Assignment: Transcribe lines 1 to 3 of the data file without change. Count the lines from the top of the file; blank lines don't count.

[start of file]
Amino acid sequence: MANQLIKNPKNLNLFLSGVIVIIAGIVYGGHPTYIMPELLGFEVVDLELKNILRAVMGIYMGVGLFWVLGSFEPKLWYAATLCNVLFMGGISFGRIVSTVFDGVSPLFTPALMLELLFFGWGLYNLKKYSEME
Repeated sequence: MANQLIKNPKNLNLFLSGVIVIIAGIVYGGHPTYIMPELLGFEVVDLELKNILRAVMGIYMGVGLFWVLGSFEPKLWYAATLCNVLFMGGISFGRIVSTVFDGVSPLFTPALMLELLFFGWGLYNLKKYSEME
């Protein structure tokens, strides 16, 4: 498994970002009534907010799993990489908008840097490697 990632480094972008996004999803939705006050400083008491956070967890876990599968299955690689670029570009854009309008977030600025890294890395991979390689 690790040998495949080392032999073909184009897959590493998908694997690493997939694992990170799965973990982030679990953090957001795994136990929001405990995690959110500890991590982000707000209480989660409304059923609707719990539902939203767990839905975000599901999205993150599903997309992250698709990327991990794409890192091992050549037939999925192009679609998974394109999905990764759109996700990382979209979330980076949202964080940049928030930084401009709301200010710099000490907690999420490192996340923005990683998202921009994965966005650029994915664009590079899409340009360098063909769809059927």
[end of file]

Amino acid sequence: MANQLIKNPKNLNLFLSGVIVIIAGIVYGGHPTYIMPELLGFEVVDLELKNILRAVMGIYMGVGLFWVLGSFEPKLWYAATLCNVLFMGGISFGRIVSTVFDGVSPLFTPALMLELLFFGWGLYNLKKYSEME
Repeated sequence: MANQLIKNPKNLNLFLSGVIVIIAGIVYGGHPTYIMPELLGFEVVDLELKNILRAVMGIYMGVGLFWVLGSFEPKLWYAATLCNVLFMGGISFGRIVSTVFDGVSPLFTPALMLELLFFGWGLYNLKKYSEME
């Protein structure tokens, strides 16, 4: 498994970002009534907010799993990489908008840097490697 990632480094972008996004999803939705006050400083008491956070967890876990599968299955690689670029570009854009309008977030600025890294890395991979390689 690790040998495949080392032999073909184009897959590493998908694997690493997939694992990170799965973990982030679990953090957001795994136990929001405990995690959110500890991590982000707000209480989660409304059923609707719990539902939203767990839905975000599901999205993150599903997309992250698709990327991990794409890192091992050549037939999925192009679609998974394109999905990764759109996700990382979209979330980076949202964080940049928030930084401009709301200010710099000490907690999420490192996340923005990683998202921009994965966005650029994915664009590079899409340009360098063909769809059927």